The Portland Cement Association (PCA), which represents the majority of U.S. cement production capacity and has member facilities around the country, is developing a roadmap to achieve carbon neutrality across the cement and concrete value chain. This is a plan for the industry to reduce the carbon impacts of cement and concrete at scale – today and in the future.

PCA’s Roadmap will guide what may be the most ambitious journey to carbon neutrality ever attempted by heavy industry. But we cannot do it alone, and there is no silver bullet solution. We can, however, reduce emissions much faster through collaboration with industry and private partners. And we need alignment from government, industry and technology leaders on both short- and long-term solutions, regulations and policy changes.

The Roadmap outlines both near and longer term solutions to reduce emissions along the cement-concrete-construction value chain. In fact, lower carbon cement and concrete are available today and through collaboration the benefits of these products can be scaled up. For example, portland limestone cement (PLC) is a cement mix that helps reduces emissions up to 10% with equivalent performance and at a competitive cost. If departments of transportation (some of the nation’s largest consumers of cement) encouraged increasing the adoption of PLC by just 10% by 2030 we could reduce nearly 106 million metric tons of CO2 over that timeframe.

Today, alternative fuels comprise about 13.5% of the fuel used by domestic cement manufacturers, compared to more than 36% in the EU – even up to 60% in Germany. U.S. cement plants began adopting alternative fuels as early as the 1970s, so why do we lag behind other regions? Outdated regulations, which currently prohibit innovative approaches to reducing fuel emissions through increased use of materials such as tire-derived fuel, nonrecycled plastic and paper, and other secondary materials as fuel. Using these materials as fuel would divert them from landfills, avoiding decomposition and the release of methane.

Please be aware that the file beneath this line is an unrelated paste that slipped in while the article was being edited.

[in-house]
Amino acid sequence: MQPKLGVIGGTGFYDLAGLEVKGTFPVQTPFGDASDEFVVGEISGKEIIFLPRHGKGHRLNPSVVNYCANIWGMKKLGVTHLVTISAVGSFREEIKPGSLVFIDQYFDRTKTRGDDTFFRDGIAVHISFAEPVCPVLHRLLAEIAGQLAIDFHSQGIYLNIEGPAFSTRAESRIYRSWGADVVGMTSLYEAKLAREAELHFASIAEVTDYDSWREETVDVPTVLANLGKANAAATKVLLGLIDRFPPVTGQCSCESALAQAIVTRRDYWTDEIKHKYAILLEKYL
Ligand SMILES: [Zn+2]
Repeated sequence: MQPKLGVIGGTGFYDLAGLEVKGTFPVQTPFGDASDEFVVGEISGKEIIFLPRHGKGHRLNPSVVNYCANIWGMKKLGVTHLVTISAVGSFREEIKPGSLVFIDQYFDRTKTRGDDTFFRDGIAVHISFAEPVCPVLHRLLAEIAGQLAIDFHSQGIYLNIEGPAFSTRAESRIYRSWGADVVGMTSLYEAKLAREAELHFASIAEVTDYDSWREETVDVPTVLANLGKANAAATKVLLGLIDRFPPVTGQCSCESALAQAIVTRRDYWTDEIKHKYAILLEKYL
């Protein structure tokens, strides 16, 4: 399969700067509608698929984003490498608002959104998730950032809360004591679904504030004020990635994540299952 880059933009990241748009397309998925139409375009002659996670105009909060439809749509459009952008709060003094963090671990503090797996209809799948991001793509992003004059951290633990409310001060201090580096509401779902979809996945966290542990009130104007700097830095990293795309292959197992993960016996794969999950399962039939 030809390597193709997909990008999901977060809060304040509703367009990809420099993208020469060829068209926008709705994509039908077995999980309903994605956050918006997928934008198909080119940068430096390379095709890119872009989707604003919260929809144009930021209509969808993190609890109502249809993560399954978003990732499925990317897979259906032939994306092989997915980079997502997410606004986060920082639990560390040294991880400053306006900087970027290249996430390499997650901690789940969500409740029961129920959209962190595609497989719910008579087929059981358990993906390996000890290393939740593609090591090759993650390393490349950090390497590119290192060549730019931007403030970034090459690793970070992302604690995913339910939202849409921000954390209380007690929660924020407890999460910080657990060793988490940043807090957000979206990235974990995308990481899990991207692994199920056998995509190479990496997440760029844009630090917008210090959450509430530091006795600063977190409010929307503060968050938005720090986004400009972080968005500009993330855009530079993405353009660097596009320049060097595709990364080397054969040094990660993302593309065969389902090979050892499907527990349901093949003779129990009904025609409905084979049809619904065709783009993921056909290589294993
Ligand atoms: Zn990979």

Another innovative approach to bringing cement manufacturing into the circular economy is updating federal regulations and using the millions of tons non-hazardous secondary materials stored each year in landfills as supplementary cementitious materials. For example, cement and concrete made with fly ash can reduce emissions up to 30%.

While those short-term solutions can make progress toward reducing emissions by 2030, cement and concrete cannot achieve carbon neutrality without carbon capture technologies. Simply put, the chemical process of heating limestone to make cement releases CO2 as a byproduct. PCA continues to be heavily involved in research and development of emerging and innovative technologies like carbon capture utilization and storage. Collaboration from government is needed to scale up these technologies as well as create a national system of transport, utilization, and/or sequestration.

These are a few examples of the opportunities outlined in the Roadmap that the cement and concrete industry invites other stakeholders to learn more about and partner on.

Achieving Climate Goals is a Shared Ambition – Government Collaboration Can Speed Up the Cement and Concrete Industry’s Targets

Eric Holard
CEO US – National Cement Company
PCA Climate and Sustainability Council Co-Chair

The recent IPCC report has made unequivocally clear that efforts to address climate change must be accelerated. President Biden has set an ambitious target for the United States – to halve emissions by 2030 – but for that to mesh with the Administration’s infrastructure plan, the cement and concrete industry needs to reduce the impacts of carbon at scale, today and in the future. Portland Cement Association (PCA), which represents the majority of U.S. cement production capacity and has member facilities all around the country, is developing a roadmap to carbon neutrality across the entire cement and concrete value chain. This roadmap is a comprehensive plan for the industry to reach achievable carbon reduction targets. However, collaboration with government stakeholders is a necessity to achieve this ambitious goal, and the manufacturers’ ability to reduce emissions is dependent upon adapted regulations and support from institutions.

The U.S. is predicted to add 121 billion square feet of buildings by 2050, the equivalent of constructing New York City every year for the next 20 years, according to the MIT Concrete Sustainability Hub. The federal government is also poised to spend hundreds of billions on reviving infrastructure, rehabilitating existing roads and bridges, and expanding construction in growing cities.

Development at this scale means we have a once-in-a-generation opportunity to set a global example on building sustainably. Concrete is the only material that can meet the infrastructure rehabilitation and expansion demands at scale while providing resiliency and mitigating the effects of climate change. Additionally, with concrete, we have the opportunity to build with a material that also absorbs CO2 out of the air through a process called carbonation; carbon uptake in cement-based infrastructure can offset emissions from manufacture.